The Language Around Cancer

We’ve all seen countless articles about how we should stop using “battle” and “fight” for people living with cancer. We are not “winning” or “losing”. I have no desire to be at war with my body or anything about my body. I remember very early in my treatment, I had been envisioning the chemotherapy coming in like an army to fight off the bad enemy cancer. And about 3 treatments in, I decided I hated that imagery so I replaced it with light and love coming in to drive out darkness and disease. I still do that. It just feels more peaceful for me.

Also, I am not on a journey. A journey is defined as “traveling from one place to another.” I am not traveling to some destination. I am living my life every day, as fully as I possibly can. If I were on a journey, you would see pictures from an exotic and beachy location.

So if it’s not a fight or a journey, then what should we be saying?

I’m not sure actually. I really struggle with what to say to people at the moment (people who don’t know obviously). I firmly believe that words are powerful, and affirming and envisioning a perfect, healthy body is really important, so I want to be careful about the words I choose. For example, I called my primary physicians office today and stumbled over leaving a message…

“I have cancer and a cold is creeping in.” Nope, I don’t have cancer, and I will not say that I do. I have to affirm that cancer is gone. It’s just how I operate.

“I am a chemotherapy patient with a weakened immune system so I need to see someone about this cough.” Well that just sounds stupid and is way more words than is necessary.

“I am in treatment for cancer…”  That’s a little better and what I finally said.

Other terms and phrases used often:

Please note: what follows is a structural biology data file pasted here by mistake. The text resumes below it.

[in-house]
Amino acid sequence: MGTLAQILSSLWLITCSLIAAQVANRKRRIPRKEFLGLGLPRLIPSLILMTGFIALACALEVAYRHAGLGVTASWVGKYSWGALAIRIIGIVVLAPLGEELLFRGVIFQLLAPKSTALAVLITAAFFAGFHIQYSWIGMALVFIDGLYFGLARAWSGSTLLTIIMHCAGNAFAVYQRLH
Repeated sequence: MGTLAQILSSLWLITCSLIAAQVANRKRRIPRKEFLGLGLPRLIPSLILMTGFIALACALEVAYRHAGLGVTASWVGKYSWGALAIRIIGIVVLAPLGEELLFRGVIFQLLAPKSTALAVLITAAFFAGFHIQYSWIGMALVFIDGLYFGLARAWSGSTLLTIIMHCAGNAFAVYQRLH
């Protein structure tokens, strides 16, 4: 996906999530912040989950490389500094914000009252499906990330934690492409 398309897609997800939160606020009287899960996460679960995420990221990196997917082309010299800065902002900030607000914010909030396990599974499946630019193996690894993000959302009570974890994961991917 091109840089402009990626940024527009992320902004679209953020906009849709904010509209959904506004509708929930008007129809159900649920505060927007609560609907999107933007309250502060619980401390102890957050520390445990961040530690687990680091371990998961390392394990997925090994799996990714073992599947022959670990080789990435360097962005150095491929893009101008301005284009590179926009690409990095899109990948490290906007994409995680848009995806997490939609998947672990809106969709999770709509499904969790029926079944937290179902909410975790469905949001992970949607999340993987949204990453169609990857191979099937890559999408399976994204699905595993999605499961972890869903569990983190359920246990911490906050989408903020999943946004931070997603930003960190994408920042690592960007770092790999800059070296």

“I’m a survivor.” Well I’m probably going to upset some people with this one, but I don’t love that either. For starters, people assume that means you “beat” (see, there it is again, the “fight” nomenclature – it is SO deeply ingrained) cancer some years back, when in fact, many people use it from the day of diagnosis. It also implies “I lived through something that others didn’t.” And while from a definition perspective, that might be true, I just don’t like that separation of winners and losers. Maybe it’s just me. But it bothers me. It feels like the “losers” just didn’t “fight” hard enough I guess.

I also said “I’m living with cancer” for a while, but that sounds like I invited it in and we are enjoying tea together. Also not the imagery or assignment I want to give it.

I think I’m pretty good with words in general, but I’m telling you, this has me stumped. I think it’s one of the reasons I just prefer to be bald when I’m in treatment. The head speaks for itself and I don’t find myself having to explain why I can’t do something, or why I’m so tired or nauseated. Maybe it has more to do with all the negative connotations around cancer in the first place. I will say “I HAVE a cold” without even thinking about it, because of course a cold comes and goes and there isn’t this dreadful mortality rate attached to it. And there are chronic diseases like diabetes or high blood pressure – we “have” those and never think about that language. But cancer, that feels like telling someone “I have a fatal disease”, so no, I don’t want to say that.